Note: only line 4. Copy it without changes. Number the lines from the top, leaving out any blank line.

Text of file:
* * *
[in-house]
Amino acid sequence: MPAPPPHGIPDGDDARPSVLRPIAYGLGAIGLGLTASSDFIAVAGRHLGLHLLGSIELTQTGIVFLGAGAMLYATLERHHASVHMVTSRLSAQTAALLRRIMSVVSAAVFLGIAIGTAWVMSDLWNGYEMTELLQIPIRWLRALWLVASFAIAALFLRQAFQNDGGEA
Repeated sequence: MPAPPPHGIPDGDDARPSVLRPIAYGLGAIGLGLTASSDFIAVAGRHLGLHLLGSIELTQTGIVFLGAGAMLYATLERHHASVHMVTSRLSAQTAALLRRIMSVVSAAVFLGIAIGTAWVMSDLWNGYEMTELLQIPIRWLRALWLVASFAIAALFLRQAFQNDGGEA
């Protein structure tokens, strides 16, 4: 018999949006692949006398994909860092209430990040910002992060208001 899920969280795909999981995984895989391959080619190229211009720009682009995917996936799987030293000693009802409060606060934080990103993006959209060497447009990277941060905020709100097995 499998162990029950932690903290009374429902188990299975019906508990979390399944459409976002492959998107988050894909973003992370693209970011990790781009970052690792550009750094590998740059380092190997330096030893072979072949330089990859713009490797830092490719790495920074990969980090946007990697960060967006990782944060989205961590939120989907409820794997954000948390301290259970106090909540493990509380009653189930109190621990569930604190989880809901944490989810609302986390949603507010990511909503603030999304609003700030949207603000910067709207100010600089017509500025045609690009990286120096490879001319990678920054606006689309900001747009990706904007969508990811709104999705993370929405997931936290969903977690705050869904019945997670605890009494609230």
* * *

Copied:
């Protein structure tokens, strides 16, 4: 018999949006692949006398994909860092209430990040910002992060208001 899920969280795909999981995984895989391959080619190229211009720009682009995917996936799987030293000693009802409060606060934080990103993006959209060497447009990277941060905020709100097995 499998162990029950932690903290009374429902188990299975019906508990979390399944459409976002492959998107988050894909973003992370693209970011990790781009970052690792550009750094590998740059380092190997330096030893072979072949330089990859713009490797830092490719790495920074990969980090946007990697960060967006990782944060989205961590939120989907409820794997954000948390301290259970106090909540493990509380009653189930109190621990569930604190989880809901944490989810609302986390949603507010990511909503603030999304609003700030949207603000910067709207100010600089017509500025045609690009990286120096490879001319990678920054606006689309900001747009990706904007969508990811709104999705993370929405997931936290969903977690705050869904019945997670605890009494609230």